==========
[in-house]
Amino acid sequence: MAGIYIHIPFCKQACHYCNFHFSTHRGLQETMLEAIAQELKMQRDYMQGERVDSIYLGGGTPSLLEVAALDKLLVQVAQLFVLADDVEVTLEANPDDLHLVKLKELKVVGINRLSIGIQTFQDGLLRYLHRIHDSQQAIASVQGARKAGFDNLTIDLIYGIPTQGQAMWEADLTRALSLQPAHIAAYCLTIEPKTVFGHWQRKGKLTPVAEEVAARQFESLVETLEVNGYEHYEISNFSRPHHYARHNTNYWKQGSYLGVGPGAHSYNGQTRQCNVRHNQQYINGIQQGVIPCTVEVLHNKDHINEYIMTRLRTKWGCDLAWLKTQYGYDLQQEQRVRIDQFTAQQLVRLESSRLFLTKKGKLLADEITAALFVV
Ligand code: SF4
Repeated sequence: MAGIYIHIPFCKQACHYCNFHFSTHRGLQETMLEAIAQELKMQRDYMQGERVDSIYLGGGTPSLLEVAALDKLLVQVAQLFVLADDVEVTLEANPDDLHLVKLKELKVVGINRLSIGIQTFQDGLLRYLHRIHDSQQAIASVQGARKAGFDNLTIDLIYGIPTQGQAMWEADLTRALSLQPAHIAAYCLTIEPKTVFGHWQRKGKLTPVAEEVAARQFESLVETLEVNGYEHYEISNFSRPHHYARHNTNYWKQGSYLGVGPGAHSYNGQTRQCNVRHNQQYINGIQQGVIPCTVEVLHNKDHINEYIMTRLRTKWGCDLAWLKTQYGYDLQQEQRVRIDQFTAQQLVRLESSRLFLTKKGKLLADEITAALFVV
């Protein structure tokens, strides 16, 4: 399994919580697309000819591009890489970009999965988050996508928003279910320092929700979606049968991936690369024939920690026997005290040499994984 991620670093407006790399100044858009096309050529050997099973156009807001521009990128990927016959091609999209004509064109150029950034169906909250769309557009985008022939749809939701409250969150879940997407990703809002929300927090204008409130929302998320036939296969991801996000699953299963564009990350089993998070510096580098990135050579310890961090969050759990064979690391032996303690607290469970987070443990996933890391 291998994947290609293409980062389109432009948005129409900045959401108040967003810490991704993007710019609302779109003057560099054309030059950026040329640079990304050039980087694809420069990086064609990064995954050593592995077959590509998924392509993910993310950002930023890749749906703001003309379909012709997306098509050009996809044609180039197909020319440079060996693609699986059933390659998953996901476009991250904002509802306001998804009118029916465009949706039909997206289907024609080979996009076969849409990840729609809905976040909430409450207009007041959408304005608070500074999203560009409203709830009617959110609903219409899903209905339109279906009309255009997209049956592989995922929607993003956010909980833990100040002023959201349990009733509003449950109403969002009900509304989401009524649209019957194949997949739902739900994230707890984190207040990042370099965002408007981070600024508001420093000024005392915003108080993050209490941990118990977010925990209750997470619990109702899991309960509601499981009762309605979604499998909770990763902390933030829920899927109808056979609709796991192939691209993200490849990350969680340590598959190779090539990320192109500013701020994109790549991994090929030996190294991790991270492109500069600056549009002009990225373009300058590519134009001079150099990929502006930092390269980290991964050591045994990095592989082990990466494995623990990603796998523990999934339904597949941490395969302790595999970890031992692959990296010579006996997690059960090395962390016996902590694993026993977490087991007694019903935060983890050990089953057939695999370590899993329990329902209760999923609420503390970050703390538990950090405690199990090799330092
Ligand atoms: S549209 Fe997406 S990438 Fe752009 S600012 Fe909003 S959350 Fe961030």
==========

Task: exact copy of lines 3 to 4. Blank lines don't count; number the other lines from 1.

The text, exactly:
Ligand code: SF4
Repeated sequence: MAGIYIHIPFCKQACHYCNFHFSTHRGLQETMLEAIAQELKMQRDYMQGERVDSIYLGGGTPSLLEVAALDKLLVQVAQLFVLADDVEVTLEANPDDLHLVKLKELKVVGINRLSIGIQTFQDGLLRYLHRIHDSQQAIASVQGARKAGFDNLTIDLIYGIPTQGQAMWEADLTRALSLQPAHIAAYCLTIEPKTVFGHWQRKGKLTPVAEEVAARQFESLVETLEVNGYEHYEISNFSRPHHYARHNTNYWKQGSYLGVGPGAHSYNGQTRQCNVRHNQQYINGIQQGVIPCTVEVLHNKDHINEYIMTRLRTKWGCDLAWLKTQYGYDLQQEQRVRIDQFTAQQLVRLESSRLFLTKKGKLLADEITAALFVV